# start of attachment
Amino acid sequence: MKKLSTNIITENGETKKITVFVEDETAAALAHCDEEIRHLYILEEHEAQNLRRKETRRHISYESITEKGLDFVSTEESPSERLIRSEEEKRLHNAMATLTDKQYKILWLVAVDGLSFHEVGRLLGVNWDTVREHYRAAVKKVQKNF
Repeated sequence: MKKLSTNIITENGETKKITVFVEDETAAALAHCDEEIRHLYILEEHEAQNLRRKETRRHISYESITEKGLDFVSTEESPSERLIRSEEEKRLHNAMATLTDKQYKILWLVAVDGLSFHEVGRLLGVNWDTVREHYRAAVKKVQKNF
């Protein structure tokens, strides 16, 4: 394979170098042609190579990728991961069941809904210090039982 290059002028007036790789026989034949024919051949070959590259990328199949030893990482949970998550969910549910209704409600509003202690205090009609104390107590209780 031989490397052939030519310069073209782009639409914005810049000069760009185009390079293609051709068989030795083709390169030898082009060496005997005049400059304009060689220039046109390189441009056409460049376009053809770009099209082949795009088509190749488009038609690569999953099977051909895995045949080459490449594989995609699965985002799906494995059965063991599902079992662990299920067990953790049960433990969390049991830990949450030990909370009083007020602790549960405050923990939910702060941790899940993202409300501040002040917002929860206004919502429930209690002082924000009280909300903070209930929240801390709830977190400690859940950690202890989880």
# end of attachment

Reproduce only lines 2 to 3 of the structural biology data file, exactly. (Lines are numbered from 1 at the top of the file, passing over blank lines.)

Repeated sequence: MKKLSTNIITENGETKKITVFVEDETAAALAHCDEEIRHLYILEEHEAQNLRRKETRRHISYESITEKGLDFVSTEESPSERLIRSEEEKRLHNAMATLTDKQYKILWLVAVDGLSFHEVGRLLGVNWDTVREHYRAAVKKVQKNF
């Protein structure tokens, strides 16, 4: 394979170098042609190579990728991961069941809904210090039982 290059002028007036790789026989034949024919051949070959590259990328199949030893990482949970998550969910549910209704409600509003202690205090009609104390107590209780 031989490397052939030519310069073209782009639409914005810049000069760009185009390079293609051709068989030795083709390169030898082009060496005997005049400059304009060689220039046109390189441009056409460049376009053809770009099209082949795009088509190749488009038609690569999953099977051909895995045949080459490449594989995609699965985002799906494995059965063991599902079992662990299920067990953790049960433990969390049991830990949450030990909370009083007020602790549960405050923990939910702060941790899940993202409300501040002040917002929860206004919502429930209690002082924000009280909300903070209930929240801390709830977190400690859940950690202890989880």